Right now, less than two-thirds of humanitarian appeals are met and only 8 percent of actual losses are covered by international aid in 77 of the world’s poorest countries. The insurance sector covers only 3 percent of disaster-induced losses through payouts. The share of disaster insurance could be substantially increased using innovative risk transfer mechanisms that incorporate governments, international humanitarian agencies, international financial institutions, nongovernmental organizations, insurance companies, and other private sector companies operating in disaster finance. Through this type of scheme, one dollar used to pay for a premium could generate several fold more dollars through a payout.

This model of collaboration could build a sustainable, inclusive, market-based, and more responsive system to drastically reduce the current resource gap. Moreover, the fact that $1 spent for early intervention can save over $4 in a period of six to nine months means the need for overall resources for response would reduce accordingly. Therefore, the availability of adequate resources for early intervention is a solution to explore not with new financing but with already existing resources pre-earmarked by governments and humanitarian partners.

As per current experimentation at ARC, partners such as humanitarian agencies and NGOs can participate in ARC’s disaster insurance schemes through a program called Replica. With help from the German government, these institutions can access aid resources and sign policies with ARC Ltd., the financial affiliate of the ARC group. Under this scheme, the insurance policy taken out by humanitarian partners replicates the policy signed by the government, hence increasing the coverage of the population insured. The actor and the government implement a common response plan when a disaster strikes and the index-based insurance is triggered. The advantage is the ability to provide larger resources earlier after a disaster strikes since money will be available immediately through payouts. The actor will also be able to not only intervene earlier but also provide assistance through an agreed early response plan, thus giving time for international humanitarian efforts to take action.

The combination of early warning contingency planning and index-based risk transfer and pooling is certainly, among others, a solution that can significantly contribute to the reduction of the gap in disaster protection. A solution to increase the effectiveness and efficiency of humanitarian efforts is in front of us, and all existing actors have a role to play, particularly humanitarian agencies and NGOs.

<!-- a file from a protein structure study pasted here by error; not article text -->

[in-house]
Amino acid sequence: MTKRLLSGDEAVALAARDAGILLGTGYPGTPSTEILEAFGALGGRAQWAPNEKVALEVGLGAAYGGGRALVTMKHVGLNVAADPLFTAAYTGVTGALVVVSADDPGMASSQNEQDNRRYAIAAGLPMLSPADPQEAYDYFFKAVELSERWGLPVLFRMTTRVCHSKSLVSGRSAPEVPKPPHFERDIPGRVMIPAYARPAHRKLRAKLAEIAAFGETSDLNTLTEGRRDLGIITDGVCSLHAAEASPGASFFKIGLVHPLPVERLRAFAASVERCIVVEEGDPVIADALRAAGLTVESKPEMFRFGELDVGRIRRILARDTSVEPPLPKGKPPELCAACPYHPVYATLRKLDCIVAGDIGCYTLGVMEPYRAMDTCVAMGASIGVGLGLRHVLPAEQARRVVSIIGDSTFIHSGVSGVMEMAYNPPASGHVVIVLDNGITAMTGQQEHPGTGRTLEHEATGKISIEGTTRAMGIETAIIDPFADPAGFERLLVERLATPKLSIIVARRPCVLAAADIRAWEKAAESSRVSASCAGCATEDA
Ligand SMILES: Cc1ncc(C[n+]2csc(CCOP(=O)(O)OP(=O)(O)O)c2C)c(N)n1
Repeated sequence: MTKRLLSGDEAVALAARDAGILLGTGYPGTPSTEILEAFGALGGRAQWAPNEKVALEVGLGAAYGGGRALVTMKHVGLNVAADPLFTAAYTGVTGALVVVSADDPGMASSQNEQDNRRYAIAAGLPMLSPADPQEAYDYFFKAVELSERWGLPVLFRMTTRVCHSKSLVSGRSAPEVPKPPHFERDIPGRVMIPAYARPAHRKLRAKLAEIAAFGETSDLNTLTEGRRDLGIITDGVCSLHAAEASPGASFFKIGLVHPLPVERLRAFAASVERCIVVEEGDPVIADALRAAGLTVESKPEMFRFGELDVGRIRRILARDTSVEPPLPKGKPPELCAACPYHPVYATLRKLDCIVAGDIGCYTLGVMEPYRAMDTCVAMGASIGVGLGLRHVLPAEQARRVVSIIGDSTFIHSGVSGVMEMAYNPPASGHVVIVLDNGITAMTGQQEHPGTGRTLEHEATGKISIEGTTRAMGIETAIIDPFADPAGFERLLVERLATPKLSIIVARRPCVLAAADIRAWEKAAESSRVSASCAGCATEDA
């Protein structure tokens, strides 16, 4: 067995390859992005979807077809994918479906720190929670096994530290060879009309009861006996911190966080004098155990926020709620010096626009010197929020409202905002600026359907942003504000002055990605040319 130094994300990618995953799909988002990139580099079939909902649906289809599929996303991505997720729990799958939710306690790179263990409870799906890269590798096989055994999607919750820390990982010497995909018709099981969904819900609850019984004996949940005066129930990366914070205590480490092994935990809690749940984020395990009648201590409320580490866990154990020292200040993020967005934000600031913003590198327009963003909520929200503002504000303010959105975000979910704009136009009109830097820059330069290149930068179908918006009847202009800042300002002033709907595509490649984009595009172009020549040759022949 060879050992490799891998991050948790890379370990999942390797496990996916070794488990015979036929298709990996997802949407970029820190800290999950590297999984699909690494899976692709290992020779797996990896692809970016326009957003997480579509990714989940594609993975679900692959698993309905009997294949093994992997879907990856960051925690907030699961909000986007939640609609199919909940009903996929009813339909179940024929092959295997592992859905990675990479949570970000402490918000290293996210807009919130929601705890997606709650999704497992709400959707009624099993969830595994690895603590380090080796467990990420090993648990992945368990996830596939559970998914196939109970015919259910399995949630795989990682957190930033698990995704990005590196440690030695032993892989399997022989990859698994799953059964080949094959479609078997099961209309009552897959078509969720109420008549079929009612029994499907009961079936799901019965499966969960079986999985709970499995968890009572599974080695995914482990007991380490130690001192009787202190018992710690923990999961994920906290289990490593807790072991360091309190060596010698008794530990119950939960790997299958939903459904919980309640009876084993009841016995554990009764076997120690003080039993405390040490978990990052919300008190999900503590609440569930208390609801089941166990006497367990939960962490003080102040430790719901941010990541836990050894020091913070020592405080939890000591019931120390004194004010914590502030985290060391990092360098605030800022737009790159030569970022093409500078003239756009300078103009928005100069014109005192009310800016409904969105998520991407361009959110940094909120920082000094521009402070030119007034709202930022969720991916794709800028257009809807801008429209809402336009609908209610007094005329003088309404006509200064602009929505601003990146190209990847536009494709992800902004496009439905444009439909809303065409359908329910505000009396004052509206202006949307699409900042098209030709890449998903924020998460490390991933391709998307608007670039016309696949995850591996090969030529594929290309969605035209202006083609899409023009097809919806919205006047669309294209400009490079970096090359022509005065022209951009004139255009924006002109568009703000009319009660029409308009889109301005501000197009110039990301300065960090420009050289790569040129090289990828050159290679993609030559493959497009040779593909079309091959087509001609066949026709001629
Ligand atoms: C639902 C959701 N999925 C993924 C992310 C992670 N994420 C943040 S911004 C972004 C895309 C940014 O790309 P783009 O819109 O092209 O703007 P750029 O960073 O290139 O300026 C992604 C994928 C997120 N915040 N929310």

Mozambique’s president says cyclone death toll may be 1,000

(THIS ARTICLE IS COURTESY OF THE JOURNAL TIMES)

 

Mozambique’s president says cyclone death toll may be 1,000

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Mozambique Cyclone
This image made available by International Federation of Red Cross and Red Crescent Societies (IFRC) on Monday March 18, 2019, shows an aerial view from a helicopter of flooding in Beira, Mozambique. The Red Cross says that as much as 90 percent of Mozambique’s central port city of Beira has been damaged or destroyed by tropical Cyclone Idai. (Caroline Haga/International Federation of Red Cross and Red Crescent Societies (IFRC) via AP)

JOHANNESBURG — Mozambique President Filipe Nyusi says that more than 1,000 may have by killed by Cyclone Idai, which many say is the worst in more than 20 years.

Speaking to state Radio Mozambique, Nyusi said Monday that although the official death count is currently 84, he believes the toll will be more than 1,000.

“It appears that we can register more than 1000 deaths,” said the PR, adding that more than 100,000 people are at risk of life.

“The waters of the Pungue and Buzi rivers overflowed, making whole villages disappear and isolating communities, and bodies are floating,” said Nyusi. “It is a real disaster of great proportions.”

Nyusi spoke after flying by helicopter over the central port city of Beira and the rural Manica and Sofala provinces in which he saw widespread flooding and devastation.

Other officials in emergency services cautioned that while they expect the death toll to rise significantly, they have no way of knowing if it will reach the president’s estimate of 1,000.